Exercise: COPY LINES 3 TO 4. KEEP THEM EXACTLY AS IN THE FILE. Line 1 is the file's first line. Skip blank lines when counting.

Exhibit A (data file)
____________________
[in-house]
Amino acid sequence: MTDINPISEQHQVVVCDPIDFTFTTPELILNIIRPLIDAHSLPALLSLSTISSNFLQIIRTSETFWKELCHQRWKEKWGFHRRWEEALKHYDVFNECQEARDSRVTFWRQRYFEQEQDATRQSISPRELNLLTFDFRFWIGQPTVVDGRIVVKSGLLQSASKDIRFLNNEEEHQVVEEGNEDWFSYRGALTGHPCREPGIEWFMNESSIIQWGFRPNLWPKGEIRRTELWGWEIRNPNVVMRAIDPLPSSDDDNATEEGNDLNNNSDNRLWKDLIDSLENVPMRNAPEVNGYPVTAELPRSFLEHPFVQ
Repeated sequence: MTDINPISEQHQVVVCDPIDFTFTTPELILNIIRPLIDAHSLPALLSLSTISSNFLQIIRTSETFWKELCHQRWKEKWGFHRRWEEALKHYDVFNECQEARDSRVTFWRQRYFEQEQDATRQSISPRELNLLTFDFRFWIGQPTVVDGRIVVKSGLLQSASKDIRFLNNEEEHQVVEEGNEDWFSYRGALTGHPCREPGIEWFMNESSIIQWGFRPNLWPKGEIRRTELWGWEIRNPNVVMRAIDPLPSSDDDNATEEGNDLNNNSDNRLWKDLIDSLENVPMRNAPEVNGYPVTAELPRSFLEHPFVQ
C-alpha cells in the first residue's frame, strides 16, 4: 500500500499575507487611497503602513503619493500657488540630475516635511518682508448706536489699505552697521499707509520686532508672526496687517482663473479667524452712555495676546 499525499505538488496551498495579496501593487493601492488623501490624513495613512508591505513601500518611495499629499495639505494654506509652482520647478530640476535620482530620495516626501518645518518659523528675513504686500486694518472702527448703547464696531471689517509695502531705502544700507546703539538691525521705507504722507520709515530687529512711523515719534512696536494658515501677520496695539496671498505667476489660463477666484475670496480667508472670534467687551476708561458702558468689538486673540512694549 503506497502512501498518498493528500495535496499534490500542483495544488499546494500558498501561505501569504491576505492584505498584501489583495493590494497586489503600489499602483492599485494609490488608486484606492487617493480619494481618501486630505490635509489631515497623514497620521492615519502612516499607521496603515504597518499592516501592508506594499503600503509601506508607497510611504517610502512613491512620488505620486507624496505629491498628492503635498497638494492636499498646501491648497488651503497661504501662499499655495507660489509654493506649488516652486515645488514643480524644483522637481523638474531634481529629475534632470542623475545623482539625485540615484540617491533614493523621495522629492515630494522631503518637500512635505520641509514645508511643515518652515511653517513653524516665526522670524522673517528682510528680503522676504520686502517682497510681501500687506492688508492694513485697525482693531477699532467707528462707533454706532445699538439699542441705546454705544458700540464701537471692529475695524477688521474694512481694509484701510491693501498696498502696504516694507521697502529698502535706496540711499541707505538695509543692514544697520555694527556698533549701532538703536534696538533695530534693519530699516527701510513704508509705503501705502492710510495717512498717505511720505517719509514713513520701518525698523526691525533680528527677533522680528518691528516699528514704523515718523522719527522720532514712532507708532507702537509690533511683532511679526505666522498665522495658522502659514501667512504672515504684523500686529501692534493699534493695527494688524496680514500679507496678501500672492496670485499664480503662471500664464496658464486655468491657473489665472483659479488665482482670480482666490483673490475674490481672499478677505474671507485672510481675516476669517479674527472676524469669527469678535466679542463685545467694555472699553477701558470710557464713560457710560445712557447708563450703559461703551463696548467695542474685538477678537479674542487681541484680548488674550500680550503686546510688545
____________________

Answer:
Repeated sequence: MTDINPISEQHQVVVCDPIDFTFTTPELILNIIRPLIDAHSLPALLSLSTISSNFLQIIRTSETFWKELCHQRWKEKWGFHRRWEEALKHYDVFNECQEARDSRVTFWRQRYFEQEQDATRQSISPRELNLLTFDFRFWIGQPTVVDGRIVVKSGLLQSASKDIRFLNNEEEHQVVEEGNEDWFSYRGALTGHPCREPGIEWFMNESSIIQWGFRPNLWPKGEIRRTELWGWEIRNPNVVMRAIDPLPSSDDDNATEEGNDLNNNSDNRLWKDLIDSLENVPMRNAPEVNGYPVTAELPRSFLEHPFVQ
C-alpha cells in the first residue's frame, strides 16, 4: 500500500499575507487611497503602513503619493500657488540630475516635511518682508448706536489699505552697521499707509520686532508672526496687517482663473479667524452712555495676546 499525499505538488496551498495579496501593487493601492488623501490624513495613512508591505513601500518611495499629499495639505494654506509652482520647478530640476535620482530620495516626501518645518518659523528675513504686500486694518472702527448703547464696531471689517509695502531705502544700507546703539538691525521705507504722507520709515530687529512711523515719534512696536494658515501677520496695539496671498505667476489660463477666484475670496480667508472670534467687551476708561458702558468689538486673540512694549 503506497502512501498518498493528500495535496499534490500542483495544488499546494500558498501561505501569504491576505492584505498584501489583495493590494497586489503600489499602483492599485494609490488608486484606492487617493480619494481618501486630505490635509489631515497623514497620521492615519502612516499607521496603515504597518499592516501592508506594499503600503509601506508607497510611504517610502512613491512620488505620486507624496505629491498628492503635498497638494492636499498646501491648497488651503497661504501662499499655495507660489509654493506649488516652486515645488514643480524644483522637481523638474531634481529629475534632470542623475545623482539625485540615484540617491533614493523621495522629492515630494522631503518637500512635505520641509514645508511643515518652515511653517513653524516665526522670524522673517528682510528680503522676504520686502517682497510681501500687506492688508492694513485697525482693531477699532467707528462707533454706532445699538439699542441705546454705544458700540464701537471692529475695524477688521474694512481694509484701510491693501498696498502696504516694507521697502529698502535706496540711499541707505538695509543692514544697520555694527556698533549701532538703536534696538533695530534693519530699516527701510513704508509705503501705502492710510495717512498717505511720505517719509514713513520701518525698523526691525533680528527677533522680528518691528516699528514704523515718523522719527522720532514712532507708532507702537509690533511683532511679526505666522498665522495658522502659514501667512504672515504684523500686529501692534493699534493695527494688524496680514500679507496678501500672492496670485499664480503662471500664464496658464486655468491657473489665472483659479488665482482670480482666490483673490475674490481672499478677505474671507485672510481675516476669517479674527472676524469669527469678535466679542463685545467694555472699553477701558470710557464713560457710560445712557447708563450703559461703551463696548467695542474685538477678537479674542487681541484680548488674550500680550503686546510688545